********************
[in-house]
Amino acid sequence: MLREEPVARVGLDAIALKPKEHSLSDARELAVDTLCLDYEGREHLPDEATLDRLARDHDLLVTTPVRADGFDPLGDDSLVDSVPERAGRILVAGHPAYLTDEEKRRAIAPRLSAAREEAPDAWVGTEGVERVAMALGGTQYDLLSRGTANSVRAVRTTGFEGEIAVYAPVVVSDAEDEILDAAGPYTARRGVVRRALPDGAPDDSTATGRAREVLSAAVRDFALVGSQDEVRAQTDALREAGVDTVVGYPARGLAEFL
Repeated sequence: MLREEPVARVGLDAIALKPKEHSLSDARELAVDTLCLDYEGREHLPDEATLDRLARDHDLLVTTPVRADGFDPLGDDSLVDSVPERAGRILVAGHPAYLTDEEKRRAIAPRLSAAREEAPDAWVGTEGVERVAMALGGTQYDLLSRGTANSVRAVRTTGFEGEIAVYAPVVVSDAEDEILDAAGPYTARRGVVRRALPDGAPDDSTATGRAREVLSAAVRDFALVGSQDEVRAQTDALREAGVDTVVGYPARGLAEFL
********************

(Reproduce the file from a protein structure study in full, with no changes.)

[in-house]
Amino acid sequence: MLREEPVARVGLDAIALKPKEHSLSDARELAVDTLCLDYEGREHLPDEATLDRLARDHDLLVTTPVRADGFDPLGDDSLVDSVPERAGRILVAGHPAYLTDEEKRRAIAPRLSAAREEAPDAWVGTEGVERVAMALGGTQYDLLSRGTANSVRAVRTTGFEGEIAVYAPVVVSDAEDEILDAAGPYTARRGVVRRALPDGAPDDSTATGRAREVLSAAVRDFALVGSQDEVRAQTDALREAGVDTVVGYPARGLAEFL
Repeated sequence: MLREEPVARVGLDAIALKPKEHSLSDARELAVDTLCLDYEGREHLPDEATLDRLARDHDLLVTTPVRADGFDPLGDDSLVDSVPERAGRILVAGHPAYLTDEEKRRAIAPRLSAAREEAPDAWVGTEGVERVAMALGGTQYDLLSRGTANSVRAVRTTGFEGEIAVYAPVVVSDAEDEILDAAGPYTARRGVVRRALPDGAPDDSTATGRAREVLSAAVRDFALVGSQDEVRAQTDALREAGVDTVVGYPARGLAEFL